Thursday, December 22, 2011

The Principles of War have not changed, Pt II: the Surge edition

There are a number of now-accepted bromides about COIN generally and the Iraq Surge specifically that I've begun to question. There are a whole host of the pro-COIN types that have been, in my mind, disproven rather adequately. But there are some of the anti-COIN type that I'm beginning to question as well. I'll get to these in later posts, but I want to address a set that has been on mind and coined by Tom Ricks: the Surge succeeded militarily, but failed politically.

I used to think that statement was crap. Our objectives were by nature political, so what difference does it make if military gains were made. Iraq must have been a strategic failure. I can't possibly suggest that Iraq has been a success, but I think a more nuanced view is required from a U.S. perspective. I started down this thought-path after seeing this comment from COL Gian Gentile:
By saying that there can be no black and white, simple answers of yes and no with regard to the Surge you burry ourselves in a never ending discussion about its tactics and methods. But from the angle of strategy, it is clear that the Surge achieved no appreciable gains. If you have any doubt just read what Iraqis are saying about it and the last 8 plus years of war there.
Gian is an officer and thinker that I respect greatly, but I couldn't disagree more. Few things in this world are black and white - I am not the type of person who thinks that most anything falls into dichotomous categories. I also disagree with the idea that the Surge achieved no appreciable gains, even if the Iraqis disagree.

The fact of the matter is that from the perspective of U.S. interests, it doesn't much matter what the Iraqis think about this. Would we, from a policy perspective, have liked Iraq to become a Western-style democracy instead of what the past week is portending? Absolutely. But back in 2007 I suggest we would have settled for something much less. Specifically: the ability to disengage from this ill-advised war with some semblance of success without our tail between our legs, as it were. I don't remember it verbatim, but our military objective from the Surge (I was the planner for the fifth brigade deployed to support it) was to create the conditions to provide the Government of Iraq the breathing room necessary to find a political solution to the conflict.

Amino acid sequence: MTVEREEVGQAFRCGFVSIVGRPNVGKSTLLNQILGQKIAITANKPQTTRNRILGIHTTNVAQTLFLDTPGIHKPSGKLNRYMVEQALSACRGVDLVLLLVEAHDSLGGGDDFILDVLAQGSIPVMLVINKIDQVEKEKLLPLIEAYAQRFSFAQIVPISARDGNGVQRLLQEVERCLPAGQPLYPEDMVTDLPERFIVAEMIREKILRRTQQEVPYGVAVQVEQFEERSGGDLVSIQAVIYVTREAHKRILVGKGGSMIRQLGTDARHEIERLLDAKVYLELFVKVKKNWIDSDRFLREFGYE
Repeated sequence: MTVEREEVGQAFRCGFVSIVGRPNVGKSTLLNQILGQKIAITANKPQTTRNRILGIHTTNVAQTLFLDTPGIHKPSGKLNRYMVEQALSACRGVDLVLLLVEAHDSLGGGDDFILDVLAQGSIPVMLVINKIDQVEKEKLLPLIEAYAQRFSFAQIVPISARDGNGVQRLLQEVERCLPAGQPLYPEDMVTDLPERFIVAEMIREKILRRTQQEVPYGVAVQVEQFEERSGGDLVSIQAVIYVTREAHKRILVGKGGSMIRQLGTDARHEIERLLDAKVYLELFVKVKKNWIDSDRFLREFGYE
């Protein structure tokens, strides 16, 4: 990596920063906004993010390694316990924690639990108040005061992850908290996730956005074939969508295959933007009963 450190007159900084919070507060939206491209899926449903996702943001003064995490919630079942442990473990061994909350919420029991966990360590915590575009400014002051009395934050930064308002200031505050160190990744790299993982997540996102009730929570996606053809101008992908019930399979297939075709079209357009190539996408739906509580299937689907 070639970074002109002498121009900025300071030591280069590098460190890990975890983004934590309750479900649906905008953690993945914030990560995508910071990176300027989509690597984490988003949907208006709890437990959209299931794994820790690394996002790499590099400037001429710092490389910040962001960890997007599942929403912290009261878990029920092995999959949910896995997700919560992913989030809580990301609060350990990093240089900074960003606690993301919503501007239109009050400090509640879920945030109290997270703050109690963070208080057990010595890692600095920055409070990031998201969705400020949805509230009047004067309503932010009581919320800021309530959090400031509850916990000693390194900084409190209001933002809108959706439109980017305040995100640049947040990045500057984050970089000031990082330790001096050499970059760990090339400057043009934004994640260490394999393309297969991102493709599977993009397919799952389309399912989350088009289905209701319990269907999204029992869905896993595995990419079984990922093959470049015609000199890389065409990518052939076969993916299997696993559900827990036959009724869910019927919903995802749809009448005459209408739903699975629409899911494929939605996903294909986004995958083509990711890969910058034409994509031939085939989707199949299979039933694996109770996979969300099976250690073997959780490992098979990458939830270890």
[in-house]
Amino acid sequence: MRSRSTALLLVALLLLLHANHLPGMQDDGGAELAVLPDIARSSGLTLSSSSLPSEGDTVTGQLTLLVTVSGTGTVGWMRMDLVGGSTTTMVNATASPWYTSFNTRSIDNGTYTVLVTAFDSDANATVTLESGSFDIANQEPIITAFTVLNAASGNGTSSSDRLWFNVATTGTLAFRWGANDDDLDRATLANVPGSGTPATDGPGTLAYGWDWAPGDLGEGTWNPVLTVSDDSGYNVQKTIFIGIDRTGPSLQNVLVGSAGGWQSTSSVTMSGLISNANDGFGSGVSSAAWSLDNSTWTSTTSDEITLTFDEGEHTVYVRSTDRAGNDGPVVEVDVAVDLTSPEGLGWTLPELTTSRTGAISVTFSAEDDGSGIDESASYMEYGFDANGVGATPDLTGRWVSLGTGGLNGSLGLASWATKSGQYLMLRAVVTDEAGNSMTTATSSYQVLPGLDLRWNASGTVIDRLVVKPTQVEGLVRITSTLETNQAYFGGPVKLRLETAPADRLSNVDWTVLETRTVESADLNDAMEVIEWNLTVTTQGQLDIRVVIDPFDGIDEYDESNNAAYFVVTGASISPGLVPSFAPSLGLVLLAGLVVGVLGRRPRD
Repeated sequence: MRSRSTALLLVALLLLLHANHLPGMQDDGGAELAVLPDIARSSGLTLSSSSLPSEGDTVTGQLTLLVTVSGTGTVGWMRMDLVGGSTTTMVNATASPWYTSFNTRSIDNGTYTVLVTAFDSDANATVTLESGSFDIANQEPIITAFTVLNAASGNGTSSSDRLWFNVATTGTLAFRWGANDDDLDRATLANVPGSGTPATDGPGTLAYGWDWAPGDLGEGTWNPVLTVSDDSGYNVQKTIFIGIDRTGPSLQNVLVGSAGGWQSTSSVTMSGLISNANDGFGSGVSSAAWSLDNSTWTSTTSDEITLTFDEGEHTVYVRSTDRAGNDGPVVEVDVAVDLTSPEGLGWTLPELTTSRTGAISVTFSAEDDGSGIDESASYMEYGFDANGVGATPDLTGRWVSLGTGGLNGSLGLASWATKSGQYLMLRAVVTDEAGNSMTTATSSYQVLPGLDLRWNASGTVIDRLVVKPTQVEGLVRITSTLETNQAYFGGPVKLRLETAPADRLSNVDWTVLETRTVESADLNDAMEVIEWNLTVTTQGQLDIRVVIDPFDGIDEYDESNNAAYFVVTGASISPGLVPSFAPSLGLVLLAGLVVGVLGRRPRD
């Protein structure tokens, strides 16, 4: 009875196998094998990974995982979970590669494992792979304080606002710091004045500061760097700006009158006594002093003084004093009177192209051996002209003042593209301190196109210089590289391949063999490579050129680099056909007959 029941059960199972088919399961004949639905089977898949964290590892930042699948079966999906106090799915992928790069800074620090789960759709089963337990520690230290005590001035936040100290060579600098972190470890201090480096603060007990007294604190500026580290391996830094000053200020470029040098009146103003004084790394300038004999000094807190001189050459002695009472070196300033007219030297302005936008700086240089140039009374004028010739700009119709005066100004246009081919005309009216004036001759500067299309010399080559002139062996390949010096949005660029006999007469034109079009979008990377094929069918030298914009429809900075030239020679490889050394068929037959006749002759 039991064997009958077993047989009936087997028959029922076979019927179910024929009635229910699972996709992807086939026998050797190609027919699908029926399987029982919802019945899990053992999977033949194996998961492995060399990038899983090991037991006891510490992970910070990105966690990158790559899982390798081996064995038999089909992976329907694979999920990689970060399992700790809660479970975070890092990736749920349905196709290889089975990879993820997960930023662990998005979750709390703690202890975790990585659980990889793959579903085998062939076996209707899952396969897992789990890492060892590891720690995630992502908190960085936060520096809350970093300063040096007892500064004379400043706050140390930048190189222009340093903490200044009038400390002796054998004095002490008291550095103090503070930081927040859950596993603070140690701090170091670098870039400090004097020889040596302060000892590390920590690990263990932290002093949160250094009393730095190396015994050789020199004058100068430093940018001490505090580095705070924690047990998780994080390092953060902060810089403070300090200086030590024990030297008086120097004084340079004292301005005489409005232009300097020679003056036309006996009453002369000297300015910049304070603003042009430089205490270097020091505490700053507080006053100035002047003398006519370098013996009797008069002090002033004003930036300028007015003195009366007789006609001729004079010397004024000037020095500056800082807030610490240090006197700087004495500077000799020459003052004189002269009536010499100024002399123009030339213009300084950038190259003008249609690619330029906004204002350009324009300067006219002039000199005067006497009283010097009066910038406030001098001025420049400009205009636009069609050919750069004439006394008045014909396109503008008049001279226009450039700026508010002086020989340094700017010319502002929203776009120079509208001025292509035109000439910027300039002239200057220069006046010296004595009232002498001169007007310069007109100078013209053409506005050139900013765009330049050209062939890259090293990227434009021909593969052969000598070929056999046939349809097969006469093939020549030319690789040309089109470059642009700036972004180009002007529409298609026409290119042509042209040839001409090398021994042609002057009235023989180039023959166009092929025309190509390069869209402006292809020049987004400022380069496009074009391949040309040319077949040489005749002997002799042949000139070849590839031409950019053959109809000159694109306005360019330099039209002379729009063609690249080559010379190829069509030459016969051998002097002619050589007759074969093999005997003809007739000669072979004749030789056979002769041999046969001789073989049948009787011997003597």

There is no doubt that there is no viable political solution currently on the table to end the conflict. But can any of the Surge naysayers state emphatically that they were provided with breathing room to find and end to the fighting? Iraqis may not necessarily be better off now than they were in early 2003. But that is not the pertinent issue. The decision to execute the Surge is dissociated from the decision to invade Iraq in the first place. Of course they're in a worse place than they were. At the risk of understatement, it's been a bloody war. Especially for the Iraqi populace and that's a damned tragedy. The question pertaining to the Surge is: are Iraqis better off now than they were in late 2006 and early 2007? I would hazard that the answer is an emphatic yes.

What makes this all very complicated are the ubiquitous questions of causation and correlation. Many factors occurred between January 10, 2007 and the summer of 2008: realization of a nationwide Sunni uprising against AQI begun before the Surge, purging of Sunnis from Baghdad during that capital's barricaded segregation prior to the Surge, war-weariness amongst all factions, better border controls, to name a few. I do not believe that the addition of 25,000 troops to the war was the key to turning the tide, but I don't believe it was inconsequential either. But not necessarily for the reasons that Surge champions argue.

The reality is that addition of these 5 brigade combat teams was in itself a part of the relative pacification of Iraq (please note I said relative pacification - more on that to follow), not some vaporous notion of the application of COIN principles codified in FM 3-24. I will say that between my tour in 2005 and return to Iraq in May 2007 there were significant changes driven from GEN Petraeus: better intel coordination, better use and coordination of SOF units, more USG civilians and funds available. But these were peripheral changes in my mind. For whatever roll these additional troops played in providing the requisite "breathing room", it wasn't due to changes in doctrine or better use of the troops available. It comes back to the Principles of War that the U.S. Army has used for at least decades (for a full listing please see Appendix A to FM 3-0 (Operations)).